Q: you said you write code on Windows, but production platform is linux, so how do you test your code?
Q: difference between a C struct and a C++ struct?
Q: have you used memory leak detectors?
Q: How do you link c and c++ code? dlopen()?
Q: have you used memory leak detectors?
Q: scope resolution operator?
Q: default constructor?
Q: what other things are synthesized?
%%A: dtor, copier, op= but c++11 add some move operators
A: indeed, c++11 would synthesize 1) move ctor and 2) move-assignment operator under strict conditions. See http://stackoverflow.com/questions/3734247/what-are-all-the-member-functions-created-by-compiler-for-a-class-does-that-hap
Q: given template<typename T> void f(T a, T b), can f(3, 0.8) compile?
Q: how do you use gdb to view a core file?
Q: write a sqrt(int) function without using the math library. Estimate to 0.01 precision.
Q: UDP vs TCP?
A: virtual circuit. Single remote socket. In contrast UDP can send to multiple receivers efficiently – broadcast or multicast. A: transmission control, with data loss prevention
Q: what’s wrong with multiple inheritance? How do you deal with it?
%%A: diamond problem. I don’t use virtual inheritance. I use MI when base class is an interface without any field.
Q1: how do you create a thread in c++?
A: std::thread is RAII so the constructor starts the thread, and the dtor must run after joining or detaching.
Q1b: Have you used posix_thread?
A: it’s a c library, so no constructor magic. Probably some pthread_something() function. Correct! pthread_create()
An interviewer once asked Q: with some of the c++11/14 features, there’s a concern that c++ is slowly becoming more and more like java and losing its advantage over java. What do you think?
A: I lack the deep insight and expertise and therefore not confident to answer this question, but personally I disagree 90%. Java is a very “clean” language compared to C# and c++ in many ways such as
- Every object is on heap. All custom types are constructed on heap.
- Every object is passed by reference; every primitive is passed by value.
- Non-static method are virtual by default.
- no pointer; no direct access to addresses
- much simpler templates, with type erasure
- higher-level, abstract concurrency constructs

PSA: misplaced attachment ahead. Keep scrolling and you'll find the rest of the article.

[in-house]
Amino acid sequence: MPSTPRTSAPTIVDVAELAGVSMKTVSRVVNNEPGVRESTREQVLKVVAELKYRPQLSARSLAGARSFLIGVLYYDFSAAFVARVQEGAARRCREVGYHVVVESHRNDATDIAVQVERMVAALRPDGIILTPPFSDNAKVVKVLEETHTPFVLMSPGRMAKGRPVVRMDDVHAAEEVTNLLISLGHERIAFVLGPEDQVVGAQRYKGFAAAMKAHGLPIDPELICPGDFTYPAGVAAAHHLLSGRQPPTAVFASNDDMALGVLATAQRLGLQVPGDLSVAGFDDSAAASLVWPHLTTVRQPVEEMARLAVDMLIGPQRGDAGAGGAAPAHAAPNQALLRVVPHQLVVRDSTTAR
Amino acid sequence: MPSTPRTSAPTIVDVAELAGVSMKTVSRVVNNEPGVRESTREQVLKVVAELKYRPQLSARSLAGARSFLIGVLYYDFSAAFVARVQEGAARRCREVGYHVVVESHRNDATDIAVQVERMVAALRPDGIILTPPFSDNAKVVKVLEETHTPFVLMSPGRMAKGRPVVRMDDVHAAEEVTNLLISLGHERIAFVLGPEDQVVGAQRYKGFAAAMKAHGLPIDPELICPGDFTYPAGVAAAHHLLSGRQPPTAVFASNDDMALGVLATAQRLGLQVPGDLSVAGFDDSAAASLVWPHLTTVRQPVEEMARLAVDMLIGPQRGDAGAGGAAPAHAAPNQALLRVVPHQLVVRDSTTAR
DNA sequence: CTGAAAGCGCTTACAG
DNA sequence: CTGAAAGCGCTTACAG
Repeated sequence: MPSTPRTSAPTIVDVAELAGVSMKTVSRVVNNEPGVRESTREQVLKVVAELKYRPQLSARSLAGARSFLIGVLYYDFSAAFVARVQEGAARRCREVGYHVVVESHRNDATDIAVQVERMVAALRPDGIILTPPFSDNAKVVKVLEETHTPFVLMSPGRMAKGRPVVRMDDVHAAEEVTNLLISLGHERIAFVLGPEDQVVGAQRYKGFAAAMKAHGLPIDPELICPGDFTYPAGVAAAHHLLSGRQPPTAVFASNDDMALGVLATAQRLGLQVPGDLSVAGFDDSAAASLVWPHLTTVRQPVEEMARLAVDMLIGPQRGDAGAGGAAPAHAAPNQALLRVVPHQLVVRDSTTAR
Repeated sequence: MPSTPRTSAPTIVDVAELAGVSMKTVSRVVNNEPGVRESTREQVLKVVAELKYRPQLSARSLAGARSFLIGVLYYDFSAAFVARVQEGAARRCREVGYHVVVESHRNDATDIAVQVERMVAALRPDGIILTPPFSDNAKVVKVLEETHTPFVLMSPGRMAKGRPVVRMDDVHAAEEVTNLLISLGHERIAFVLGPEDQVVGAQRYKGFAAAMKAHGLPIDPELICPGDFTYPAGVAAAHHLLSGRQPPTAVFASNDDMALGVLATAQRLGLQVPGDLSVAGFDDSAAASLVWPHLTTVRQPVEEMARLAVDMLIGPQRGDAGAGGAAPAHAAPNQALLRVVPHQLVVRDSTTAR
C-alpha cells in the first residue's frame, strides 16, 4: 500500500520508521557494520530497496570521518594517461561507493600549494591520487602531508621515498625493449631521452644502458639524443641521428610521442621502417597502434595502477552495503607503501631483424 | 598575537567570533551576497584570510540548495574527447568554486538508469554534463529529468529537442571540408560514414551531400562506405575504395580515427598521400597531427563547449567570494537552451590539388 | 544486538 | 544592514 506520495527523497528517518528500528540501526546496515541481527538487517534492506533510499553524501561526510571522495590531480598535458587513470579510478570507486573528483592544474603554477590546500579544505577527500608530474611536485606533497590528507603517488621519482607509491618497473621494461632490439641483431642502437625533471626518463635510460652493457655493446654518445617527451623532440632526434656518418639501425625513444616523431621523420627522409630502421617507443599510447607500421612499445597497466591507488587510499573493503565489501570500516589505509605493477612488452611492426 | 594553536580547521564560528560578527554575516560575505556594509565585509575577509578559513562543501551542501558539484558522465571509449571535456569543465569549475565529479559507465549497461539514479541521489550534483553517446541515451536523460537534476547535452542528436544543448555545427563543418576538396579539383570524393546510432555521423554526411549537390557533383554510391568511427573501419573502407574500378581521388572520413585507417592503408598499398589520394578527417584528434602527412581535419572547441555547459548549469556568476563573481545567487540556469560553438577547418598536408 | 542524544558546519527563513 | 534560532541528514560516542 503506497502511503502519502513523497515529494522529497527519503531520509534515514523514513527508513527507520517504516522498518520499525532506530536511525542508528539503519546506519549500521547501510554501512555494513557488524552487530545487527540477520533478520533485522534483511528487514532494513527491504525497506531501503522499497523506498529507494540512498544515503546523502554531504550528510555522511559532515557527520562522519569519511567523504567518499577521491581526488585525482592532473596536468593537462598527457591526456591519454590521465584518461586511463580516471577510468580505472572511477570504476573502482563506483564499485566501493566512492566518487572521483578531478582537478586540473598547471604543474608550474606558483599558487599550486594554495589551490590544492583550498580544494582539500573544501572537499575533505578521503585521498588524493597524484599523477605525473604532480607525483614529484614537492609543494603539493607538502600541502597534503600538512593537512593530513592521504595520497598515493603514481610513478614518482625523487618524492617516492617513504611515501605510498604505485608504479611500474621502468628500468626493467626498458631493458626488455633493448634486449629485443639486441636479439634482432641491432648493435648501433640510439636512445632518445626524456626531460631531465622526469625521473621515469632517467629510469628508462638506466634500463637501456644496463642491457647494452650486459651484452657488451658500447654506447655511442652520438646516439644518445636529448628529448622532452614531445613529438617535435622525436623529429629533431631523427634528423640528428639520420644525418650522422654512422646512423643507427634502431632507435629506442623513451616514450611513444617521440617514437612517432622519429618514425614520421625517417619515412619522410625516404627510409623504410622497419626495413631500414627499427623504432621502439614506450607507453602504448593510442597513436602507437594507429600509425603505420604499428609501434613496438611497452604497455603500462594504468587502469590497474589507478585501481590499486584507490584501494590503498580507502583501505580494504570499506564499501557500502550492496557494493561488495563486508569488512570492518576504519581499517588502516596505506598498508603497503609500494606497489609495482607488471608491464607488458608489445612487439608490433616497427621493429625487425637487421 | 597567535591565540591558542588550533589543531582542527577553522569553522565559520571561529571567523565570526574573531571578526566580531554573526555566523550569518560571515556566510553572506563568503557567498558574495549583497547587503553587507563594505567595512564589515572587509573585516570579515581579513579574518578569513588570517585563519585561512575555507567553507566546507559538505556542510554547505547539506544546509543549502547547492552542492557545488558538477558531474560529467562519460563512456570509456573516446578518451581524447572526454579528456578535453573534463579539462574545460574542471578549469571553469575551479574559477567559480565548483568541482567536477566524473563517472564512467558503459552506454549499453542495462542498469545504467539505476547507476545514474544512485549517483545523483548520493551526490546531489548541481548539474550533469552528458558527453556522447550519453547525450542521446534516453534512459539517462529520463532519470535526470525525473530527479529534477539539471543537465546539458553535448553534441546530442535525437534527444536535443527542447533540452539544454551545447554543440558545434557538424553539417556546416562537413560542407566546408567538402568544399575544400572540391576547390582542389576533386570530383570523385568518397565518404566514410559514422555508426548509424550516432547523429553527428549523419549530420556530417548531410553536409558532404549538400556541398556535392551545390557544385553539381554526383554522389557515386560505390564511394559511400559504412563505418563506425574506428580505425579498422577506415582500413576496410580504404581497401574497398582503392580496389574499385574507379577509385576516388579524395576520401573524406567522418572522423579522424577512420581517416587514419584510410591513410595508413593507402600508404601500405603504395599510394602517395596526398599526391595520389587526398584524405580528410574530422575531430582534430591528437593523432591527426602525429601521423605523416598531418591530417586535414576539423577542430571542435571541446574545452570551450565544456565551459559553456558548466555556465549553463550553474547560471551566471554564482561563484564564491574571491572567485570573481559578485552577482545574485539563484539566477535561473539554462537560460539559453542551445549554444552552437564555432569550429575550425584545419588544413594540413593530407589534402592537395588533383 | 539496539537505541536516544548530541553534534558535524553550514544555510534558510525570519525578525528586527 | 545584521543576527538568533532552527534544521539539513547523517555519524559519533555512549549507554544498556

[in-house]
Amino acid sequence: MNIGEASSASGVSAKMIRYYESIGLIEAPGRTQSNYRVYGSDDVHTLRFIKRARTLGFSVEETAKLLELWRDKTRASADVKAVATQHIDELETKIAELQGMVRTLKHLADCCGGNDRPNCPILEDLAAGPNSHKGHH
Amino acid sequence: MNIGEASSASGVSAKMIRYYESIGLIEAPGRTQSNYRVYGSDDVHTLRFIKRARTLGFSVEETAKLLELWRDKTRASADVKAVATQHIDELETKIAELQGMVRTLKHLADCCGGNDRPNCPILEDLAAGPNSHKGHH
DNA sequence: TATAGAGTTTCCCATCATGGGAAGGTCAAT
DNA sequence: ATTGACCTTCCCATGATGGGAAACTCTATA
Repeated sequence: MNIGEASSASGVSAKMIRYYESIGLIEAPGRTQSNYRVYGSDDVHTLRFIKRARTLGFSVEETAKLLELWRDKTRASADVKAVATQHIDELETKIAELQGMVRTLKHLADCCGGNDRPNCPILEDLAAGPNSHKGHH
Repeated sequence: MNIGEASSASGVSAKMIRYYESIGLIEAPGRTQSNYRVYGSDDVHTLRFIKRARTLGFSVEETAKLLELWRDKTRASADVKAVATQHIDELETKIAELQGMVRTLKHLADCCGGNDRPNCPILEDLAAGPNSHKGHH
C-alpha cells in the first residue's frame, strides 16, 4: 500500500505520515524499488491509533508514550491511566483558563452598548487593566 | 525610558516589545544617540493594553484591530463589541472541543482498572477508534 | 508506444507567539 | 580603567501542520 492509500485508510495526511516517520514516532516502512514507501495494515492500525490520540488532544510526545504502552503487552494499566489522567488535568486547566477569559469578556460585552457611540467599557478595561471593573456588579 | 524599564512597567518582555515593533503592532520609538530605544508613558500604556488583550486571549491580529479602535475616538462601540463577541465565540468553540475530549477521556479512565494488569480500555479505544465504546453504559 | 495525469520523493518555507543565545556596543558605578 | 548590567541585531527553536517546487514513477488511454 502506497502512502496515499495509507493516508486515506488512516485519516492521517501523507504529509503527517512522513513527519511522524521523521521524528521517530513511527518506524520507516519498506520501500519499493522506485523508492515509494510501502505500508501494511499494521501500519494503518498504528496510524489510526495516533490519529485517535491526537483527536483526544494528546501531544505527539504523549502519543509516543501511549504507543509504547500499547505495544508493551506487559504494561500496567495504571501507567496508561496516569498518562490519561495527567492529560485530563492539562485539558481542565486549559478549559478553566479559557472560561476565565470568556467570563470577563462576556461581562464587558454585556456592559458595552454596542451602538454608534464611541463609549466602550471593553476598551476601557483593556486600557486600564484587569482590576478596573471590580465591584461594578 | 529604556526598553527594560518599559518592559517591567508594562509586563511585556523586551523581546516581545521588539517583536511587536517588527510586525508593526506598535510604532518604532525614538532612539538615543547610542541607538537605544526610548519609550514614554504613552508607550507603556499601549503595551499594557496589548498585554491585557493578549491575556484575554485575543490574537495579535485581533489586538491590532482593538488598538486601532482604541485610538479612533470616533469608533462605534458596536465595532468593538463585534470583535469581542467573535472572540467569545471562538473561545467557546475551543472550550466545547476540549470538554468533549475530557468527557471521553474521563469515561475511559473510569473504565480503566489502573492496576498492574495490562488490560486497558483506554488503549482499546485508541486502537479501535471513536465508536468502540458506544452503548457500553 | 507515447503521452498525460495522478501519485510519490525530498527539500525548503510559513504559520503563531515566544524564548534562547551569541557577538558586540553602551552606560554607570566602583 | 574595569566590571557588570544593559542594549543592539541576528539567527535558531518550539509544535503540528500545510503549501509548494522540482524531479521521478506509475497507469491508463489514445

- simpler multiple-inheritance
- strings are immutable
Java /restricts/ us to use a smaller set of higher-level tools, with a reduced level of control and restricted access to the lower level resources such as memory, sockets, kernel … Java is an automatic car, while c++ is a manual race car.
C++ offers a richer toolbox to the programmer. Messier, dirtier and more complex. Many of the power tools are fairly lowLevel. Beside auto_ptr, C++11 doesn’t remove from the toolbox. Therefore, you can use c++11 same way as c++03, OR you can use c++11 more like java.
Q: Is there a trend to use c++ more like java?
A: I notice growing adoption of references (instead of pointers), vector (instead of raw array), std::string (instead of c_str), smart pointer (instead of raw heap pointer) but they have nothing to do with c++11.
We can also examine the key features added to c++11. I think none of them is like java:
- move semantics — not like java at all
- smart pointers
- concurrency — completely different from java
- unordered containers
static methods in interface (SIM for short) is a minor feature of java8, fairly low-level and only interesting to java language students like me.
Two noteworthy points are raised in [[mastering lambdas]] P172 footnote (yes the footnote)
- A “traditional” static method (i.e. defined in a class) is inherited, but SIM is not inherited, Consequently …
- A “traditional” static method can be invoked using myObj.staticMeth1() but SIM can only be invoked using myInterface.staticMeth()
These two restrictions remove “loose” syntax around traditional static methods.
contract work Usually requires less of a struggle with existing codebase. Look at
* 95 Green? all interfacing with existing system is via Ravi, so no struggle at all
* volfitter? the c# codebase was not so well established and not such a struggle. The FMD sheet was a struggle but … expectation was really low.